The American News Company, headquartered at 119 Nassau Street in New York City, operated from 1864 to 1969. The company played a pivotal role as a publisher and distributor of books, magazines, newspapers, and postcards across the United States. They developed a national network of affiliated news agencies for efficient distribution.
Founded by Sinclair Tousey, the company expanded its distribution network to over 300 affiliates, primarily covering New York and the mid-Atlantic region. This massive network led to litigation challenges due to attempts to monopolize distribution. Many small publishers also contracted out postcards through the American News Company. Their printers in Leipzig, Dresden, and Berlin, Germany, produced most of their cards, but many were manufactured in France and the United States as well.
Their earliest cards were printed as black and white views, followed by their lithographic Poly-chromes. Other series were added, each being printed in a different manner. Some of these techniques have a specific letter prefix to their numbers, while others kept adding letter prefixes sequentially from A as they ran out of four or five-digit numbers assigned to that card. Many cards with undivided backs were later reprinted with divided backs after 1907.
After World War I, they shifted to American and French printers. Their closure in 1957 disrupted distribution channels, impacting small publishers. They adapted their numbering system over time to accommodate changing demands and printing techniques.
They had a numbering system for their cards, but the numbering convention continually changed to better suit the actual needs of the time.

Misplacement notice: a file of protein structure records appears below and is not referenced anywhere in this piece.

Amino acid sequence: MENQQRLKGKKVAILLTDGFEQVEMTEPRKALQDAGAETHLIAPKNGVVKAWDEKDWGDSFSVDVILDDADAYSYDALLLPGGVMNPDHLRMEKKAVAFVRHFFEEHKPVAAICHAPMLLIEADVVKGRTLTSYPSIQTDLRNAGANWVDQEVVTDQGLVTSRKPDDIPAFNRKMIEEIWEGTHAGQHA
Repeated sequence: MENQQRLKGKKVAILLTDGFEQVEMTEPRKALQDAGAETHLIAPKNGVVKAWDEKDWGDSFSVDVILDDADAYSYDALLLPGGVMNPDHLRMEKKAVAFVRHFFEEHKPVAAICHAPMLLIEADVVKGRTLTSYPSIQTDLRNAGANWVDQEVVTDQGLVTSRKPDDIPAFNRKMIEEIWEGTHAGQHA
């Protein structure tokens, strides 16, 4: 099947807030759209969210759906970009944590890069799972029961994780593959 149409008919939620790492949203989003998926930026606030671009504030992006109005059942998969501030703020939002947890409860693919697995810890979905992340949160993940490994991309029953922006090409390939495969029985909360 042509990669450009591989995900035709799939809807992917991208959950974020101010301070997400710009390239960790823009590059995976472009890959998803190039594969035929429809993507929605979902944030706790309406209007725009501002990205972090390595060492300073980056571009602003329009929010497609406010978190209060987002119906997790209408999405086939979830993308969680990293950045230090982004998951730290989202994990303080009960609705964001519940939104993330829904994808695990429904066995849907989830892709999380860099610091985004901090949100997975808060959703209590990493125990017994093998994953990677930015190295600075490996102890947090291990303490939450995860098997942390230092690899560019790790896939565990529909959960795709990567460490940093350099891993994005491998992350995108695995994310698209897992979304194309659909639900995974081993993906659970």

A series: Letter A prefix
B series: Letter B prefix with sequential numbers running 1- 12200.
C series: Letter C prefix with sequential numbers running up to 15000
Within these series, certain techniques were assigned a range of numbers, but there were gaps because some techniques were more popular than others, and the less popular cards fell short of their allotted range.
To cope with this problem, especially after new techniques were introduced, the company began allotting numbers in smaller blocks. Eventually, cards were just numbered sequentially without regard to style.
Polychrome cards were undivided-back cards in continuous-tone lithography, known for bright, flat colors that almost resemble screenprints. Numbered 5000-7900, then beginning again with A5000. Cards after A7200 have divided backs with reissued versions of previous views.
Printed in Leipzig and Dresden. Cards with the Poly-Chrome name were also printed in the United States during World War I, with an M prefix and white borders.
Poly-Chrome cards were German-made and printed in photo-chromolithography with heavy retouching. Their colors are bright and so flat that they almost resemble screenprints. The process was used mostly before 1907.
Prefix A 5000-7900 (1903-1907)
German-made cards printed using a four-color process similar to collotype, printed at a tinted halftone over an RYB pallet. Their very small dot pattern gives them a more photographic than drawn look.
Prefix D 4000-15000